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Longitudinal alterations in motivational salience processing in ultra-high-risk subjects for psychosis

  • A. Schmidt (a1), M. Antoniades (a1), P. Allen (a1) (a2), A. Egerton (a1), C. A. Chaddock (a1), S. Borgwardt (a1) (a3), P. Fusar-Poli (a1) (a4), J. P. Roiser (a5), O. Howes (a1) (a6) and P. McGuire (a1) (a4)...

Abstract

Background

Impairments in the attribution of salience are thought to be fundamental to the development of psychotic symptoms and the onset of psychotic disorders. The aim of the present study was to explore longitudinal alterations in salience processing in ultra-high-risk subjects for psychosis.

Method

A total of 23 ultra-high-risk subjects and 13 healthy controls underwent functional magnetic resonance imaging at two time points (mean interval of 17 months) while performing the Salience Attribution Test to assess neural responses to task-relevant (adaptive salience) and task-irrelevant (aberrant salience) stimulus features.

Results

At presentation, high-risk subjects were less likely than controls to attribute salience to relevant features, and more likely to attribute salience to irrelevant stimulus features. These behavioural differences were no longer evident at follow-up. When attributing salience to relevant cue features, ultra-high-risk subjects showed less activation than controls in the ventral striatum at both baseline and follow-up. Within the high-risk sample, amelioration of abnormal beliefs over the follow-up period was correlated with an increase in right ventral striatum activation during the attribution of salience to relevant cue features.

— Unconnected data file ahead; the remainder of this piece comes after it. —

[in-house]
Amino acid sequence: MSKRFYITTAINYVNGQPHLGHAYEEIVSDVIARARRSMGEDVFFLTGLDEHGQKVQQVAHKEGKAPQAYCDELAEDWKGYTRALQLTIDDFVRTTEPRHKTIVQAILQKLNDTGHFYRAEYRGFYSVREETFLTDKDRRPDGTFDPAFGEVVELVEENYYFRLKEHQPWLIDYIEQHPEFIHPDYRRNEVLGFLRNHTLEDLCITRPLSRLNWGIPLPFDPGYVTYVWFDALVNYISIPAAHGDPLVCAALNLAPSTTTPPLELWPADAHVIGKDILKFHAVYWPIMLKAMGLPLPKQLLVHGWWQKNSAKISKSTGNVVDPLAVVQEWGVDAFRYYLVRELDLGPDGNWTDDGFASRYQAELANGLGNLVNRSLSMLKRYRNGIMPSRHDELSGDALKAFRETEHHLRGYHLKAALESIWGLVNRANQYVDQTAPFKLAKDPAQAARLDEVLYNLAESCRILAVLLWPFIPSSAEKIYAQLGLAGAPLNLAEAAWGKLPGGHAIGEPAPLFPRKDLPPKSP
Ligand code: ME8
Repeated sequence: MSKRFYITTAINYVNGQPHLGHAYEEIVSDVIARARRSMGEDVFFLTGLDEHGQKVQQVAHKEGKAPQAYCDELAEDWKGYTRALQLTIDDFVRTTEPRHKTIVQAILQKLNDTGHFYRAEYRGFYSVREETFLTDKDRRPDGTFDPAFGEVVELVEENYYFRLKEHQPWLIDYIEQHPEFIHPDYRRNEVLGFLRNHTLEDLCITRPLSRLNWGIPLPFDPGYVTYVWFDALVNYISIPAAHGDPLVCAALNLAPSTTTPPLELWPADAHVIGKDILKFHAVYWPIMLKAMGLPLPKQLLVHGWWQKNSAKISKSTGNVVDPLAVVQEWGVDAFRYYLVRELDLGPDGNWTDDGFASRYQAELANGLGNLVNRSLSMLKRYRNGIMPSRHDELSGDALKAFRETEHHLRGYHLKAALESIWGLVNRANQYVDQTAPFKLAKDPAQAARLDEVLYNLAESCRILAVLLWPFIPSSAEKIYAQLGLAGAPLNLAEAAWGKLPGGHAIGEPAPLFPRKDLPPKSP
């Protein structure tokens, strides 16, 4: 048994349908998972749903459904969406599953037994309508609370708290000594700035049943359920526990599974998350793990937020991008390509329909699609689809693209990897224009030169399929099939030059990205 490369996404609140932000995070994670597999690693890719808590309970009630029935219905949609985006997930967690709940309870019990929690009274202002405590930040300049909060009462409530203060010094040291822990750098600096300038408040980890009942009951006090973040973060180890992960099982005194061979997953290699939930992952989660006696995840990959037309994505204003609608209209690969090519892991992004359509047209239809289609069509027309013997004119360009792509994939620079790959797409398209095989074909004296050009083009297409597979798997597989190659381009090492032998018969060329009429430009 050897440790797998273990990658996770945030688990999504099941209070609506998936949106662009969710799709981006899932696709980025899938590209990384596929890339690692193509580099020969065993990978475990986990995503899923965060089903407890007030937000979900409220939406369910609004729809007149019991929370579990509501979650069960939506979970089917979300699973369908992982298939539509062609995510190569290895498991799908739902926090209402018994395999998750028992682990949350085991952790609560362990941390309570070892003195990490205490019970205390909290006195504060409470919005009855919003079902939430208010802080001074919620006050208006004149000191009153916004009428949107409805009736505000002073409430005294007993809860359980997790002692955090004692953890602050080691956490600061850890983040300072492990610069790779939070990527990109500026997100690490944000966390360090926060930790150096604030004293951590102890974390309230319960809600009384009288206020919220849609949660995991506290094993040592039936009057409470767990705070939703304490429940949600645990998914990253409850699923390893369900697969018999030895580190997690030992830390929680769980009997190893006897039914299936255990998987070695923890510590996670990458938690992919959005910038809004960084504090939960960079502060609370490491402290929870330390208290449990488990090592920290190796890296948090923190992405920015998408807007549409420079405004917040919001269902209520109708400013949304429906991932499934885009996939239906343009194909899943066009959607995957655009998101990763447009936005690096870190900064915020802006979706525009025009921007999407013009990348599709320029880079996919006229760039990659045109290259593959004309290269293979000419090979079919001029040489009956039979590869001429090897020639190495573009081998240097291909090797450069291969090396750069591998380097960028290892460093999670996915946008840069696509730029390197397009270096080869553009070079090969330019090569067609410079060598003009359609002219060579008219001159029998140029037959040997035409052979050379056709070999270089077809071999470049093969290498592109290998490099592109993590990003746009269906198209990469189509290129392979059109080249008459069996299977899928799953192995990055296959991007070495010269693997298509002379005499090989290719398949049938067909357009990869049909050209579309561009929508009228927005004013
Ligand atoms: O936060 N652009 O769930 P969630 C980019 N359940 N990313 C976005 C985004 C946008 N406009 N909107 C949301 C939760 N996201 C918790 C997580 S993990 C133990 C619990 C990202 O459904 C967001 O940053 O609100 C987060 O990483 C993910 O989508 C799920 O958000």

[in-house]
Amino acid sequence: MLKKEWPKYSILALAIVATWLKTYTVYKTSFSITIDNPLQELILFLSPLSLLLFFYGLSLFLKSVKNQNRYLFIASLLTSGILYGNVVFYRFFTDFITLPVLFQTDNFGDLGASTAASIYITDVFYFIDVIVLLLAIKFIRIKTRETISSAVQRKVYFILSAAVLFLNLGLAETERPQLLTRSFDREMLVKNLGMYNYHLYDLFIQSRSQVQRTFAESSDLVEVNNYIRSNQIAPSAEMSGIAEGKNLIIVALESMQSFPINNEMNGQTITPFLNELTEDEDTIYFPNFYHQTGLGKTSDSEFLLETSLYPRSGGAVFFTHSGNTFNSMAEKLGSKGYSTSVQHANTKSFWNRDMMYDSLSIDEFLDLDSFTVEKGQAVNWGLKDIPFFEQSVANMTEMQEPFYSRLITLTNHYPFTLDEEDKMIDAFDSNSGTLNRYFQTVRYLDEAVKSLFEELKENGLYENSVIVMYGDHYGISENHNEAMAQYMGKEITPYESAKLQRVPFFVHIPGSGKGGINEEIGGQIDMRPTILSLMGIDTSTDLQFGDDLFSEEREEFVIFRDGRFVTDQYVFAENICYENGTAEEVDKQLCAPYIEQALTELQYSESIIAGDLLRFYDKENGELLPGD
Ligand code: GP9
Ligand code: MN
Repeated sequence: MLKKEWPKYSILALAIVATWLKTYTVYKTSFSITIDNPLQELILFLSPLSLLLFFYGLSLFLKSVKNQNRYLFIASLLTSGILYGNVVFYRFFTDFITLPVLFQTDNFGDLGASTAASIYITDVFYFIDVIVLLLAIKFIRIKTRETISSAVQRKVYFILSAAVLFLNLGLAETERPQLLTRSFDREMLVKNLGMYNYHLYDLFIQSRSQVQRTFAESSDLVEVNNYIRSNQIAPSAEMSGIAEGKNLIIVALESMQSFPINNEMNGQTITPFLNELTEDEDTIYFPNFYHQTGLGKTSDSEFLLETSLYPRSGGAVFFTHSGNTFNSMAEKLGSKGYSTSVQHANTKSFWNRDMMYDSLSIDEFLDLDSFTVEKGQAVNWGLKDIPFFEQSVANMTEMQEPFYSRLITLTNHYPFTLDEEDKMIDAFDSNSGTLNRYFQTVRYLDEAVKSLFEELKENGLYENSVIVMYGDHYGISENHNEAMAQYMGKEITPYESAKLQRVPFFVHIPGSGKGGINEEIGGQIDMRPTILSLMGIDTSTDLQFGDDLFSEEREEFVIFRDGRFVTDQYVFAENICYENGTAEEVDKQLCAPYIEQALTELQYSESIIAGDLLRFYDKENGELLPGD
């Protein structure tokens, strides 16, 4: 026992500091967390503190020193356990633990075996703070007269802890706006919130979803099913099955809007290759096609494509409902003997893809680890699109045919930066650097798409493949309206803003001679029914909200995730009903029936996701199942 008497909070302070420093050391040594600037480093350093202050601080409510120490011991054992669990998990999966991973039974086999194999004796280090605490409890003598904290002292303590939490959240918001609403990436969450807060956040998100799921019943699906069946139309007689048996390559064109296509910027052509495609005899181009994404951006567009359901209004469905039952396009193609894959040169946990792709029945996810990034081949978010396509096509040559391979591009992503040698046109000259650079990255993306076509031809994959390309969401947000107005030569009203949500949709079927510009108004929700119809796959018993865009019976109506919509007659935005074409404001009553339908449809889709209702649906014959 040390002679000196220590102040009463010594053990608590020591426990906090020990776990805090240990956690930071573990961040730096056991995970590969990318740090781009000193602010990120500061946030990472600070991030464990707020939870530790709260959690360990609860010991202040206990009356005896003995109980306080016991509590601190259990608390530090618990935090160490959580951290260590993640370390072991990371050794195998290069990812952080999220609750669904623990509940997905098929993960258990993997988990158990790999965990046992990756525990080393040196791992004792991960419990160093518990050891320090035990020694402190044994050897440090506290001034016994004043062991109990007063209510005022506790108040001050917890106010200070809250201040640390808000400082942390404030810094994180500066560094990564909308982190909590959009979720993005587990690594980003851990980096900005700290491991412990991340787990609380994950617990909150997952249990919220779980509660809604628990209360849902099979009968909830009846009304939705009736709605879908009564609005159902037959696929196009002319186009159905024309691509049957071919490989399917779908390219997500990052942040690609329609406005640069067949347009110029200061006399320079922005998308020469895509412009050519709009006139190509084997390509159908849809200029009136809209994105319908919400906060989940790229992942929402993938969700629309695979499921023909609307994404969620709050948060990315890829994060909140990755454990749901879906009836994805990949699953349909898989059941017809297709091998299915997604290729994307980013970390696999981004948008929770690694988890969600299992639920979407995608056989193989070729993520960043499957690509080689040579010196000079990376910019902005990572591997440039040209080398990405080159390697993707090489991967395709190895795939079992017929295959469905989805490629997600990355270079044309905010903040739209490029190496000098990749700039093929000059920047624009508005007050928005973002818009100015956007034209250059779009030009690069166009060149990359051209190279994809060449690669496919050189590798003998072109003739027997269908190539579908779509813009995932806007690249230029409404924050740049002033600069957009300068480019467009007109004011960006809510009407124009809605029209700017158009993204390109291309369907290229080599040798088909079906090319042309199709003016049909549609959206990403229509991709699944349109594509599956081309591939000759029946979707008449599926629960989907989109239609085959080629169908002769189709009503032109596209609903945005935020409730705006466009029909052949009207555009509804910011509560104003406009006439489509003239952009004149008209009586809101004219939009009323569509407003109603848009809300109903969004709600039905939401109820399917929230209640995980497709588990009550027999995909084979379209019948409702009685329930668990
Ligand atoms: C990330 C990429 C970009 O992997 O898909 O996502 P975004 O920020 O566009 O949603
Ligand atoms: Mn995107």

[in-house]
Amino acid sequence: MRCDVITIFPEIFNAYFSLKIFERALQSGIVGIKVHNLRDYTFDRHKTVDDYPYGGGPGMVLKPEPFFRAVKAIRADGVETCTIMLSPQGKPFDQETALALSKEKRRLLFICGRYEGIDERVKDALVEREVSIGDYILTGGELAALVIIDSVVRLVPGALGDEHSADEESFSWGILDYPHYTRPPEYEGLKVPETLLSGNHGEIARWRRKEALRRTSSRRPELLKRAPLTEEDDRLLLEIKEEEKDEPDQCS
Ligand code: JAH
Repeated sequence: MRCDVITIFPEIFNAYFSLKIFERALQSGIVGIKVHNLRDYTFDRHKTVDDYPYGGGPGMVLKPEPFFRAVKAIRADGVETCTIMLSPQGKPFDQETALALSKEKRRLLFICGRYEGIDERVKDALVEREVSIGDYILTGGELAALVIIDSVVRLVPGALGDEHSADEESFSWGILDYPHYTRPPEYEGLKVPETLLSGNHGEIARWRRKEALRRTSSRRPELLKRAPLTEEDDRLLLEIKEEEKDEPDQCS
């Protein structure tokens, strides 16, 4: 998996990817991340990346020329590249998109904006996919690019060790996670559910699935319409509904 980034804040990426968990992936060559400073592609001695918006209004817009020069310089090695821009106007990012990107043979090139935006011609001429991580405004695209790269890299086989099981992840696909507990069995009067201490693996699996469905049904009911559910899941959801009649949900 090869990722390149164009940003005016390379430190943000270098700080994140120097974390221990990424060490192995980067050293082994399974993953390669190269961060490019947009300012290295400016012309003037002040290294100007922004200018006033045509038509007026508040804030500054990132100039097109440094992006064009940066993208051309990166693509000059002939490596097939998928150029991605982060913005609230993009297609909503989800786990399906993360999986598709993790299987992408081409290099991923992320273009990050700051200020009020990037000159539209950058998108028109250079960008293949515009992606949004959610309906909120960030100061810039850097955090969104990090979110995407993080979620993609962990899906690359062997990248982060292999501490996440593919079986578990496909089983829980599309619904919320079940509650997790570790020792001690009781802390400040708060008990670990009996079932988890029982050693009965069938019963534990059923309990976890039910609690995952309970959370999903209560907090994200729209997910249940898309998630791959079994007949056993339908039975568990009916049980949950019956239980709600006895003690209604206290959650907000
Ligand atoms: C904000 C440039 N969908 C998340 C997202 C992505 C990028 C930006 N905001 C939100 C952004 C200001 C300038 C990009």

Conclusions

These findings confirm that salience processing is perturbed in ultra-high-risk subjects for psychosis, that this is linked to alterations in ventral striatum function, and that clinical outcomes are related to longitudinal changes in ventral striatum function during salience processing.

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Copyright

This is an Open Access article, distributed under the terms of the Creative Commons Attribution licence (http://creativecommons.org/licenses/by/4.0/), which permits unrestricted re-use, distribution, and reproduction in any medium, provided the original work is properly cited.

Corresponding author

*Address for correspondence: A. Schmidt, Ph.D., Department of Psychosis Studies, Institute of Psychiatry, Psychology and Neuroscience, PO63 De Crespigny Park, London SE5 8AF, UK. (Email: andre.schmidt@kcl.ac.uk)

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